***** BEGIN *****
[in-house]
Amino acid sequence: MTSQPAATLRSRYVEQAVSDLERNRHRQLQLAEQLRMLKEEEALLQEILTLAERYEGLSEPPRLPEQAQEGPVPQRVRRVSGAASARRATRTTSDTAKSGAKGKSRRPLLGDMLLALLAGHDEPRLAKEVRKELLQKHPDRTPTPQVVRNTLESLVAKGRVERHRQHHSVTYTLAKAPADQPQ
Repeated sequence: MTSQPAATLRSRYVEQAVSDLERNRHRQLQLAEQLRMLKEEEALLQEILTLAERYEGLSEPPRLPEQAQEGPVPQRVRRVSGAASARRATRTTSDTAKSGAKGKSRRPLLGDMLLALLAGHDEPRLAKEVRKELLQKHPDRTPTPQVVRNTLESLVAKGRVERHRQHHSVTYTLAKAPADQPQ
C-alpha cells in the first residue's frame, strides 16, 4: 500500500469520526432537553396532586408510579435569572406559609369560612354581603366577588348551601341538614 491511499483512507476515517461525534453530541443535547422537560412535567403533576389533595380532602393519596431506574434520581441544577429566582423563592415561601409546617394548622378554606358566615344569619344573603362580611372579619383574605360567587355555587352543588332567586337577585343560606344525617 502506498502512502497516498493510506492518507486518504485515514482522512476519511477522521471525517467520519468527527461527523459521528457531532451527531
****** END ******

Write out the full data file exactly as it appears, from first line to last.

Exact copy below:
[in-house]
Amino acid sequence: MTSQPAATLRSRYVEQAVSDLERNRHRQLQLAEQLRMLKEEEALLQEILTLAERYEGLSEPPRLPEQAQEGPVPQRVRRVSGAASARRATRTTSDTAKSGAKGKSRRPLLGDMLLALLAGHDEPRLAKEVRKELLQKHPDRTPTPQVVRNTLESLVAKGRVERHRQHHSVTYTLAKAPADQPQ
Repeated sequence: MTSQPAATLRSRYVEQAVSDLERNRHRQLQLAEQLRMLKEEEALLQEILTLAERYEGLSEPPRLPEQAQEGPVPQRVRRVSGAASARRATRTTSDTAKSGAKGKSRRPLLGDMLLALLAGHDEPRLAKEVRKELLQKHPDRTPTPQVVRNTLESLVAKGRVERHRQHHSVTYTLAKAPADQPQ
C-alpha cells in the first residue's frame, strides 16, 4: 500500500469520526432537553396532586408510579435569572406559609369560612354581603366577588348551601341538614 491511499483512507476515517461525534453530541443535547422537560412535567403533576389533595380532602393519596431506574434520581441544577429566582423563592415561601409546617394548622378554606358566615344569619344573603362580611372579619383574605360567587355555587352543588332567586337577585343560606344525617 502506498502512502497516498493510506492518507486518504485515514482522512476519511477522521471525517467520519468527527461527523459521528457531532451527531